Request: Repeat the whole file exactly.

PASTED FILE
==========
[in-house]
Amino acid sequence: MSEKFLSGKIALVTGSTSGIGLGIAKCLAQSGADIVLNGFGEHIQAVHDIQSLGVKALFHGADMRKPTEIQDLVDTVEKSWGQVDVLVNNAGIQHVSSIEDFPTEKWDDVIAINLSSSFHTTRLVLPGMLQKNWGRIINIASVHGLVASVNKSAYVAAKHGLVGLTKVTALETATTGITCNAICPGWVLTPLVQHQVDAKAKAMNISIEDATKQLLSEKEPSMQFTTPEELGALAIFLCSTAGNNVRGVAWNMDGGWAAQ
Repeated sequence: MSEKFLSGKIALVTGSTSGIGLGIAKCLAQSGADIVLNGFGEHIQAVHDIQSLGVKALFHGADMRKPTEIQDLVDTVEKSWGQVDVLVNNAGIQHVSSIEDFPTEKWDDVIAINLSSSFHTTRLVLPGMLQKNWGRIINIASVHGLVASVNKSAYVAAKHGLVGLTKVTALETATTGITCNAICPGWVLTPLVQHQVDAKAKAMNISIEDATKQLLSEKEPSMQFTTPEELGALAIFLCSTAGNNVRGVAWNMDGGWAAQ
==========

[in-house]
Amino acid sequence: MSEKFLSGKIALVTGSTSGIGLGIAKCLAQSGADIVLNGFGEHIQAVHDIQSLGVKALFHGADMRKPTEIQDLVDTVEKSWGQVDVLVNNAGIQHVSSIEDFPTEKWDDVIAINLSSSFHTTRLVLPGMLQKNWGRIINIASVHGLVASVNKSAYVAAKHGLVGLTKVTALETATTGITCNAICPGWVLTPLVQHQVDAKAKAMNISIEDATKQLLSEKEPSMQFTTPEELGALAIFLCSTAGNNVRGVAWNMDGGWAAQ
Repeated sequence: MSEKFLSGKIALVTGSTSGIGLGIAKCLAQSGADIVLNGFGEHIQAVHDIQSLGVKALFHGADMRKPTEIQDLVDTVEKSWGQVDVLVNNAGIQHVSSIEDFPTEKWDDVIAINLSSSFHTTRLVLPGMLQKNWGRIINIASVHGLVASVNKSAYVAAKHGLVGLTKVTALETATTGITCNAICPGWVLTPLVQHQVDAKAKAMNISIEDATKQLLSEKEPSMQFTTPEELGALAIFLCSTAGNNVRGVAWNMDGGWAAQ